Campfire smoke reports air pressure

When you are trying to predict the weather, it is helpful to know if the air pressure is high or low. We have to use tools since we can’t see air pressure. You may not have a barometer or access to the right trees to make a weather stick in a survival situation, but hopefully you can make a fire.

Remember that low pressure means rain. Now light your fire and watch the smoke.

Smoke signals:

  • If the smoke goes straight up, then you are seeing high pressure in action. That’s clear skies.
  • If the smoke circles, hangs low in the sky, or goes off in various directions while staying low, you have dropping air pressure and it’s about to get wet.

Weather stick air pressure warnings

One of my favorite weather prediction methods, utilizes a weather stick. You can make a simple and effective barometer if you have access to a balsam fir tree. Dry a branch that is 15 – 17 inches long and 1/4 inch thick. Leave a bit of the tree’s trunk near the base. Next, peel off the bark, then hang the branch with a nail. Make sure that the branch is hanging in its natural position.

The weather stick works similarly to the campfire smoke method. The stick moves sharply upwards in response to high pressure (nice weather.) The stick will move downwards when there’s low pressure (rain.)

If you’d like to learn more, this article from the Farmers’ Almanac goes into detail about weather sticks and how they work.

Weather Stick – Forecast The Weather Using A Wood Stick

Animals can help you predict the weather

To get the most out of any animal related tips, make sure that you are familiar with the natural and normal behavior of the local creatures in your area. Animals are often more aware of the weather than humans for obvious reasons.

  • Birds fly lower or head home to roost when bad weather is on the way. It is uncomfortable for them to fly in low pressure. The birds around my house often take cover under thick trees, but their favorite place to hide from the rain is under my house.
  • Bees, butterflies, and other pollinators hide when low pressure systems move in. These sensitive insects do not fare well in rain and damp weather so they head home before the rain arrives.
  • Frogs and toads come out earlier and stick around longer when the wet weather arrives. They need damp conditions to survive so they tend to stay in during dry weather. If you happen to hear frogs singing earlier in the evening, it probably means that low pressure is moving in and it will rain soon.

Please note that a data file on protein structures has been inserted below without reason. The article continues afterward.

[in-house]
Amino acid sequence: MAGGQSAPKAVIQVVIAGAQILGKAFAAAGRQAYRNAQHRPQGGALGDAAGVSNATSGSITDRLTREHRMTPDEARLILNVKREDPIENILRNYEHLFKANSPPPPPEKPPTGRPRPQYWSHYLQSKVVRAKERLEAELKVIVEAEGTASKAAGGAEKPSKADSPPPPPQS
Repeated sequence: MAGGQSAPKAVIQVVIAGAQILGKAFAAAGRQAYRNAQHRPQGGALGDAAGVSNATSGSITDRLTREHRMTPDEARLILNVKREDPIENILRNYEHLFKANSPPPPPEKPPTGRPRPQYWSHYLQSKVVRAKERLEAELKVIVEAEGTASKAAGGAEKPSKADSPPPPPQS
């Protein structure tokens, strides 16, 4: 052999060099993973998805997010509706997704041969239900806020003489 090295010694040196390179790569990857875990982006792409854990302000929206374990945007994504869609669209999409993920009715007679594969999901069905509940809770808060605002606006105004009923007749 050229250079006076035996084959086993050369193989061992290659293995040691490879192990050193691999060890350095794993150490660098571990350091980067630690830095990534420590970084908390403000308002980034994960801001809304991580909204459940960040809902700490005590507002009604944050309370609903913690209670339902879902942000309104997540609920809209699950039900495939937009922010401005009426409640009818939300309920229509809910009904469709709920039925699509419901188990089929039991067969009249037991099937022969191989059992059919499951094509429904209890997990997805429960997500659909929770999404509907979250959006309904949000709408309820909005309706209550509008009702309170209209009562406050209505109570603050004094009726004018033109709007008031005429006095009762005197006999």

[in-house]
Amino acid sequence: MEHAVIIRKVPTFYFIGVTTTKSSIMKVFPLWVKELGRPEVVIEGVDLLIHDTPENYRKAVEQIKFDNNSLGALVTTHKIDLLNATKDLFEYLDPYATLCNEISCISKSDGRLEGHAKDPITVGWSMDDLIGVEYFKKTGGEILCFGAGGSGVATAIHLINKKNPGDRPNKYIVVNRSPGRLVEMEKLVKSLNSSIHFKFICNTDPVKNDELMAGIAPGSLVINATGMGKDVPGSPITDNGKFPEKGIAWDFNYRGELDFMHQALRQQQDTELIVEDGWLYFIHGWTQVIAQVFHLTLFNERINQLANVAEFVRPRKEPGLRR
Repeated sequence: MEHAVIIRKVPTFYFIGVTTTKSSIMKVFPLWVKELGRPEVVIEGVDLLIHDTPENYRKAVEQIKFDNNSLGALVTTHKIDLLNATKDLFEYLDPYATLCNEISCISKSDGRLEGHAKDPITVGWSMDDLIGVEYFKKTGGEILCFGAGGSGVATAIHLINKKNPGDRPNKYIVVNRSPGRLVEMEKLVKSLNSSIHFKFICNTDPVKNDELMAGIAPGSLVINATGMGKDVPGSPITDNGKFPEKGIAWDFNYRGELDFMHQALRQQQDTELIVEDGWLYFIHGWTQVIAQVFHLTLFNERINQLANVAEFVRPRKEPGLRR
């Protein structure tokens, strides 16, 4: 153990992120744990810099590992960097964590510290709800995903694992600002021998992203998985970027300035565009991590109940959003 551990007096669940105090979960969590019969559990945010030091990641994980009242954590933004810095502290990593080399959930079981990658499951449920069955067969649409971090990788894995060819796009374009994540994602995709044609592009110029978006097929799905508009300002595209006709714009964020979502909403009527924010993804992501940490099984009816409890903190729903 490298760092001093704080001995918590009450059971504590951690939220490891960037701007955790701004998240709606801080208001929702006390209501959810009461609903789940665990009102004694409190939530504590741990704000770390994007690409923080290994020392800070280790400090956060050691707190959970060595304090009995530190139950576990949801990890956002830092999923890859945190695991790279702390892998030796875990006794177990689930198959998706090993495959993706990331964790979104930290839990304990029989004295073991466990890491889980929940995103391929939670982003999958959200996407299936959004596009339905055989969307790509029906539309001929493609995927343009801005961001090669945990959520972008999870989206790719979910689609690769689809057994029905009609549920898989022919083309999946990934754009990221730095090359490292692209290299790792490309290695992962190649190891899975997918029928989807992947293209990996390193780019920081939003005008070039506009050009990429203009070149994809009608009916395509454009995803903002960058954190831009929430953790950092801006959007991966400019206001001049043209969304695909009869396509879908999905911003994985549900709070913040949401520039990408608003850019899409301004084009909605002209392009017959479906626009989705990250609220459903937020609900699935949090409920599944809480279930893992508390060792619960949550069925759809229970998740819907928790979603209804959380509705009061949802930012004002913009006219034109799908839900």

• Squirrels and other mammals that dwell in trees tend to nest higher in trees during the cold season. You can consider this, long term-weather prediction and prepare accordingly.
  • Wild turkeys will perch in trees and be reluctant to descend when bad weather is on the way. It also means that you could have an easy dinner if you are skilled with a bow.
  • Beavers build bigger and tougher lodges if a cold winter is on the way. This is another long-term weather clue to pay attention to.
  • Dogs can hear thunderstorms before humans can. If you have a dog after disaster strikes, watch its behavior closely.
  • Deer and elk often come down from their mountain homes several days before rainstorms.


I have mainly covered northern hemisphere weather patterns because that is where I grew up and what I know best. However, many of these tips will help those in the southern hemisphere with a few modifications. Your best bet is to start learning and practicing these skills before disaster strikes.

Remember that it is important to practice any skill to become proficient at it. You may not get accurate results with your first attempts, but keep practicing. Continue to refine your techniques and pay attention to your specific location and how these techniques work (or don’t work) in your area.

Tip: To maximize your success, keep a weather journal with your predictions then also track what the weather actually does. Try this for a month or several times a year. I recommend practicing it a few times during each different season. Soon, you will see patterns in your predictions and how they relate to what the weather does.

Do you have any tips and tricks to predict the weather? Comment below to share!

See you again soon!